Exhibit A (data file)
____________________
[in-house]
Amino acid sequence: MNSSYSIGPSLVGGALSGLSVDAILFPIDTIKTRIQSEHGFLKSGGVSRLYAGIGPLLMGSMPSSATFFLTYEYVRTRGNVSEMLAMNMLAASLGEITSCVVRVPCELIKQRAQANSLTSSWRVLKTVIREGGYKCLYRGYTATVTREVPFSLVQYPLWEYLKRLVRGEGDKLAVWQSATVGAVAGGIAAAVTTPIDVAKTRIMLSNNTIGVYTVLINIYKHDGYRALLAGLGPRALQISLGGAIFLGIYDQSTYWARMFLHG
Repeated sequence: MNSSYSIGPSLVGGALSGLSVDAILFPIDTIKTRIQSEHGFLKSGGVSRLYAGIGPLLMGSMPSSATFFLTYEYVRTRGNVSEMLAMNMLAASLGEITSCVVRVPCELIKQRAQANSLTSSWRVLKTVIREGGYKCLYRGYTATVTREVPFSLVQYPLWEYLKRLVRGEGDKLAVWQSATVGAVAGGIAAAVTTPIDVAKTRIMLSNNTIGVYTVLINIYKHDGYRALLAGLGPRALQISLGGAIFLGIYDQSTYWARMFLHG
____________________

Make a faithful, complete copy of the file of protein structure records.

[in-house]
Amino acid sequence: MNSSYSIGPSLVGGALSGLSVDAILFPIDTIKTRIQSEHGFLKSGGVSRLYAGIGPLLMGSMPSSATFFLTYEYVRTRGNVSEMLAMNMLAASLGEITSCVVRVPCELIKQRAQANSLTSSWRVLKTVIREGGYKCLYRGYTATVTREVPFSLVQYPLWEYLKRLVRGEGDKLAVWQSATVGAVAGGIAAAVTTPIDVAKTRIMLSNNTIGVYTVLINIYKHDGYRALLAGLGPRALQISLGGAIFLGIYDQSTYWARMFLHG
Repeated sequence: MNSSYSIGPSLVGGALSGLSVDAILFPIDTIKTRIQSEHGFLKSGGVSRLYAGIGPLLMGSMPSSATFFLTYEYVRTRGNVSEMLAMNMLAASLGEITSCVVRVPCELIKQRAQANSLTSSWRVLKTVIREGGYKCLYRGYTATVTREVPFSLVQYPLWEYLKRLVRGEGDKLAVWQSATVGAVAGGIAAAVTTPIDVAKTRIMLSNNTIGVYTVLINIYKHDGYRALLAGLGPRALQISLGGAIFLGIYDQSTYWARMFLHG